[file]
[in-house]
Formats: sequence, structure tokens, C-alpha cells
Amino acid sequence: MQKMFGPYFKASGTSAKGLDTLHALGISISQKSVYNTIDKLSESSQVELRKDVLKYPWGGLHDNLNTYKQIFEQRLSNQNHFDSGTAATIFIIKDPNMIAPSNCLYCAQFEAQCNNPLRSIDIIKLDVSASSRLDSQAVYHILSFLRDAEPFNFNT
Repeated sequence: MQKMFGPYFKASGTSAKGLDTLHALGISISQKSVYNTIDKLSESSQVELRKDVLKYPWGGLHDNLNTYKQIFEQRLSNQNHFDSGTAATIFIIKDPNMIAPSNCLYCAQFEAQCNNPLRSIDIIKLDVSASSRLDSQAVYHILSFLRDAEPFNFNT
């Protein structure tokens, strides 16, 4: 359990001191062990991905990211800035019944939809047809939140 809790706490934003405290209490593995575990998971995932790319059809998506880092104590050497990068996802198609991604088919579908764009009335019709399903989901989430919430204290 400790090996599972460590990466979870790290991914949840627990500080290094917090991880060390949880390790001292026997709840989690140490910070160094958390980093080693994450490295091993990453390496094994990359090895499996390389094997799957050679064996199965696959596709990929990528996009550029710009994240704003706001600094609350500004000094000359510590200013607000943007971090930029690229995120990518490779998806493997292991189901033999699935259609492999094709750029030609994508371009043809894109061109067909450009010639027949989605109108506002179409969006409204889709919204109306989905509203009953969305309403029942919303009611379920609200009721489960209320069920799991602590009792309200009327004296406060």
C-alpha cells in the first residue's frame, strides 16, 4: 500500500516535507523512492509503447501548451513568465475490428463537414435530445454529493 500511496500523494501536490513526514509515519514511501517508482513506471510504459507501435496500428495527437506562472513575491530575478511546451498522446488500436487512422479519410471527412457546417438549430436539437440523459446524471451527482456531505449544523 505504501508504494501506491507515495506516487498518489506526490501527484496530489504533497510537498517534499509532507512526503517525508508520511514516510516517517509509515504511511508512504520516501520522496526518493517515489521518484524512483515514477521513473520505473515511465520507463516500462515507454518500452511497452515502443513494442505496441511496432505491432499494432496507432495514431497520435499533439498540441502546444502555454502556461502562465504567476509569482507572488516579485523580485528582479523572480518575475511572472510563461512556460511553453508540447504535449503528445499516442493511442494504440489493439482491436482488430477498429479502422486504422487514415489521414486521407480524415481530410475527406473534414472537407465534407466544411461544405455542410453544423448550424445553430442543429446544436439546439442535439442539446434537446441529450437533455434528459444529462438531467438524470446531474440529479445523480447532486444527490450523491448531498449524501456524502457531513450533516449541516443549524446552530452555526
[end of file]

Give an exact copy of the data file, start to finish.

[in-house]
Formats: sequence, structure tokens, C-alpha cells
Amino acid sequence: MQKMFGPYFKASGTSAKGLDTLHALGISISQKSVYNTIDKLSESSQVELRKDVLKYPWGGLHDNLNTYKQIFEQRLSNQNHFDSGTAATIFIIKDPNMIAPSNCLYCAQFEAQCNNPLRSIDIIKLDVSASSRLDSQAVYHILSFLRDAEPFNFNT
Repeated sequence: MQKMFGPYFKASGTSAKGLDTLHALGISISQKSVYNTIDKLSESSQVELRKDVLKYPWGGLHDNLNTYKQIFEQRLSNQNHFDSGTAATIFIIKDPNMIAPSNCLYCAQFEAQCNNPLRSIDIIKLDVSASSRLDSQAVYHILSFLRDAEPFNFNT
């Protein structure tokens, strides 16, 4: 359990001191062990991905990211800035019944939809047809939140 809790706490934003405290209490593995575990998971995932790319059809998506880092104590050497990068996802198609991604088919579908764009009335019709399903989901989430919430204290 400790090996599972460590990466979870790290991914949840627990500080290094917090991880060390949880390790001292026997709840989690140490910070160094958390980093080693994450490295091993990453390496094994990359090895499996390389094997799957050679064996199965696959596709990929990528996009550029710009994240704003706001600094609350500004000094000359510590200013607000943007971090930029690229995120990518490779998806493997292991189901033999699935259609492999094709750029030609994508371009043809894109061109067909450009010639027949989605109108506002179409969006409204889709919204109306989905509203009953969305309403029942919303009611379920609200009721489960209320069920799991602590009792309200009327004296406060």
C-alpha cells in the first residue's frame, strides 16, 4: 500500500516535507523512492509503447501548451513568465475490428463537414435530445454529493 500511496500523494501536490513526514509515519514511501517508482513506471510504459507501435496500428495527437506562472513575491530575478511546451498522446488500436487512422479519410471527412457546417438549430436539437440523459446524471451527482456531505449544523 505504501508504494501506491507515495506516487498518489506526490501527484496530489504533497510537498517534499509532507512526503517525508508520511514516510516517517509509515504511511508512504520516501520522496526518493517515489521518484524512483515514477521513473520505473515511465520507463516500462515507454518500452511497452515502443513494442505496441511496432505491432499494432496507432495514431497520435499533439498540441502546444502555454502556461502562465504567476509569482507572488516579485523580485528582479523572480518575475511572472510563461512556460511553453508540447504535449503528445499516442493511442494504440489493439482491436482488430477498429479502422486504422487514415489521414486521407480524415481530410475527406473534414472537407465534407466544411461544405455542410453544423448550424445553430442543429446544436439546439442535439442539446434537446441529450437533455434528459444529462438531467438524470446531474440529479445523480447532486444527490450523491448531498449524501456524502457531513450533516449541516443549524446552530452555526